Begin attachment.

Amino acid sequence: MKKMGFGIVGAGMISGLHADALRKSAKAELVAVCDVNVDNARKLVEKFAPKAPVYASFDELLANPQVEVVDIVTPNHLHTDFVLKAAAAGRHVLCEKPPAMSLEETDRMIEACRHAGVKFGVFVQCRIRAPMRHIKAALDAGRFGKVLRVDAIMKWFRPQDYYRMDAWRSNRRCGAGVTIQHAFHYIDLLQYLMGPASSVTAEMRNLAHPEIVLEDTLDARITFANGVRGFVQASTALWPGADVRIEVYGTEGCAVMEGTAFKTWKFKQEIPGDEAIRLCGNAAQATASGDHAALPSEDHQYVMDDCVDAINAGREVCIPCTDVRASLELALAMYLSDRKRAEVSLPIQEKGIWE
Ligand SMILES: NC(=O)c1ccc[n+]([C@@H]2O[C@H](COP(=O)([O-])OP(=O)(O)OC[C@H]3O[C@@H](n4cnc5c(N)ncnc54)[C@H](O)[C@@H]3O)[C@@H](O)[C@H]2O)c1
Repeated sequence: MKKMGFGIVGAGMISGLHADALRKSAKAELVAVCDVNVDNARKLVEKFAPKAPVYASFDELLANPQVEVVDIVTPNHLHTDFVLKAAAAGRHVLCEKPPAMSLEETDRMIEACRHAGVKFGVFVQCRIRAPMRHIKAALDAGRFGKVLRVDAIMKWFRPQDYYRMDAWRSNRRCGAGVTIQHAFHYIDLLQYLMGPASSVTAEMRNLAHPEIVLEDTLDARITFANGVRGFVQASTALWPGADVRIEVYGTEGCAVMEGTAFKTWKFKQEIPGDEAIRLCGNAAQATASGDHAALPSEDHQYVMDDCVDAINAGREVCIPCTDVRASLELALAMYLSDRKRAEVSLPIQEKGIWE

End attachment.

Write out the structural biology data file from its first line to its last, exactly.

Amino acid sequence: MKKMGFGIVGAGMISGLHADALRKSAKAELVAVCDVNVDNARKLVEKFAPKAPVYASFDELLANPQVEVVDIVTPNHLHTDFVLKAAAAGRHVLCEKPPAMSLEETDRMIEACRHAGVKFGVFVQCRIRAPMRHIKAALDAGRFGKVLRVDAIMKWFRPQDYYRMDAWRSNRRCGAGVTIQHAFHYIDLLQYLMGPASSVTAEMRNLAHPEIVLEDTLDARITFANGVRGFVQASTALWPGADVRIEVYGTEGCAVMEGTAFKTWKFKQEIPGDEAIRLCGNAAQATASGDHAALPSEDHQYVMDDCVDAINAGREVCIPCTDVRASLELALAMYLSDRKRAEVSLPIQEKGIWE
Ligand SMILES: NC(=O)c1ccc[n+]([C@@H]2O[C@H](COP(=O)([O-])OP(=O)(O)OC[C@H]3O[C@@H](n4cnc5c(N)ncnc54)[C@H](O)[C@@H]3O)[C@@H](O)[C@H]2O)c1
Repeated sequence: MKKMGFGIVGAGMISGLHADALRKSAKAELVAVCDVNVDNARKLVEKFAPKAPVYASFDELLANPQVEVVDIVTPNHLHTDFVLKAAAAGRHVLCEKPPAMSLEETDRMIEACRHAGVKFGVFVQCRIRAPMRHIKAALDAGRFGKVLRVDAIMKWFRPQDYYRMDAWRSNRRCGAGVTIQHAFHYIDLLQYLMGPASSVTAEMRNLAHPEIVLEDTLDARITFANGVRGFVQASTALWPGADVRIEVYGTEGCAVMEGTAFKTWKFKQEIPGDEAIRLCGNAAQATASGDHAALPSEDHQYVMDDCVDAINAGREVCIPCTDVRASLELALAMYLSDRKRAEVSLPIQEKGIWE